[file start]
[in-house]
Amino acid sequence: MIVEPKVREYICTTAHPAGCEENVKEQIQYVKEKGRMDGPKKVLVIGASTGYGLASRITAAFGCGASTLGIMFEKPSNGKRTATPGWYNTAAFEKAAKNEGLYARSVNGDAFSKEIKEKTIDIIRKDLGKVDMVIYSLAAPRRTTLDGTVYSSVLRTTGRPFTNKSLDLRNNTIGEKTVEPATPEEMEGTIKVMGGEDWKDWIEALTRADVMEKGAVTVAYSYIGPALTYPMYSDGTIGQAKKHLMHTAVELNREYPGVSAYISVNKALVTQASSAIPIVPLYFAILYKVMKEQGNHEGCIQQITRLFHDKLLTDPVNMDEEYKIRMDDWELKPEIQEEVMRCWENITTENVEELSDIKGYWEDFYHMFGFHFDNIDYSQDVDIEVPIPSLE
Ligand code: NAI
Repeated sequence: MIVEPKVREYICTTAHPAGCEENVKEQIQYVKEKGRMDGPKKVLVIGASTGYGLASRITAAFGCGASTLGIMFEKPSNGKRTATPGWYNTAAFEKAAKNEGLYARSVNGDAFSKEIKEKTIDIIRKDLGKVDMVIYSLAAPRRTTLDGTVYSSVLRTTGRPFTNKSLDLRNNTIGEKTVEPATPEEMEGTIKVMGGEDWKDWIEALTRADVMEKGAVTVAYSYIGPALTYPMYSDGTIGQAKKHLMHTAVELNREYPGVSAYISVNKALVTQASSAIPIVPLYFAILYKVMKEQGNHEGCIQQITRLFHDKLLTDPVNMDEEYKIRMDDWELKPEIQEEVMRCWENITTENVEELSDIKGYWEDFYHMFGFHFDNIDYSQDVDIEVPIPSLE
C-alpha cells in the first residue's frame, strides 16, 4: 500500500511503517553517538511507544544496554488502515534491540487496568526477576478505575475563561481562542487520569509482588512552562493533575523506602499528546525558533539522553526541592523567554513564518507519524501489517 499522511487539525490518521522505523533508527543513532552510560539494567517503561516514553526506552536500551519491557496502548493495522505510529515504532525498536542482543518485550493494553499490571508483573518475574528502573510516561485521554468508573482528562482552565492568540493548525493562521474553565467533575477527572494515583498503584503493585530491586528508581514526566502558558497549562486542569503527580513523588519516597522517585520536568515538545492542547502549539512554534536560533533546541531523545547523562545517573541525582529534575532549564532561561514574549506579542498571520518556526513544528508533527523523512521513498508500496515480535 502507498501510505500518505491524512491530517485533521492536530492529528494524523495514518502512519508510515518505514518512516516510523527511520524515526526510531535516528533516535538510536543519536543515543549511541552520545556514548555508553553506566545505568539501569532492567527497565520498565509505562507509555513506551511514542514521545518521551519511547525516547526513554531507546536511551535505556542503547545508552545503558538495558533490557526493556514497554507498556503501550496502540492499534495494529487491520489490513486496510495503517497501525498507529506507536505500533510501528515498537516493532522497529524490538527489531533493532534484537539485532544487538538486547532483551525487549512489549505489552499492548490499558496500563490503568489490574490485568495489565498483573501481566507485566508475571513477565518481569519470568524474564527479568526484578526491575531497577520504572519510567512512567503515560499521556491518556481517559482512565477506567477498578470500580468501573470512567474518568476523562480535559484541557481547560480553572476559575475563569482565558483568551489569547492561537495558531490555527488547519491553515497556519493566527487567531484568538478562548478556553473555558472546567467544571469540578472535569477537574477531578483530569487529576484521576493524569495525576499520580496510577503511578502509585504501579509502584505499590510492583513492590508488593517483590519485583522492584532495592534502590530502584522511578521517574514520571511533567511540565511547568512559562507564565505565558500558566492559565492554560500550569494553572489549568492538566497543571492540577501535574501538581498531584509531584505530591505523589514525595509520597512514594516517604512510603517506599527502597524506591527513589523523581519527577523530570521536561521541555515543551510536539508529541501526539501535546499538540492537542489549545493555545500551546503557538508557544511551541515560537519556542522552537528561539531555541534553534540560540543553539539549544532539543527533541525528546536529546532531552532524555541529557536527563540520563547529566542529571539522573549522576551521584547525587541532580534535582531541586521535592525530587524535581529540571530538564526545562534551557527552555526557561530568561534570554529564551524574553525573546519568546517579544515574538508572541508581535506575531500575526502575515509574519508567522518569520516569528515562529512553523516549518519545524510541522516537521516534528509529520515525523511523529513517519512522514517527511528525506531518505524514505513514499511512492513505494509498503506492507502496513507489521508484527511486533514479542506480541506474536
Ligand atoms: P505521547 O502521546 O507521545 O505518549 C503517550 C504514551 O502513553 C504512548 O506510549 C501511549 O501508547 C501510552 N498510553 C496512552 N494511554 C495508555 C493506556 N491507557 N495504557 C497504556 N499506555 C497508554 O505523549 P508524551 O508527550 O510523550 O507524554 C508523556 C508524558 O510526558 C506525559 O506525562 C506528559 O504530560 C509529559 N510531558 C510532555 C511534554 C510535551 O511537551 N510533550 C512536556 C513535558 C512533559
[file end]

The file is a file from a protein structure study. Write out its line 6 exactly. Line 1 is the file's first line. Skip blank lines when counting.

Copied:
Ligand atoms: P505521547 O502521546 O507521545 O505518549 C503517550 C504514551 O502513553 C504512548 O506510549 C501511549 O501508547 C501510552 N498510553 C496512552 N494511554 C495508555 C493506556 N491507557 N495504557 C497504556 N499506555 C497508554 O505523549 P508524551 O508527550 O510523550 O507524554 C508523556 C508524558 O510526558 C506525559 O506525562 C506528559 O504530560 C509529559 N510531558 C510532555 C511534554 C510535551 O511537551 N510533550 C512536556 C513535558 C512533559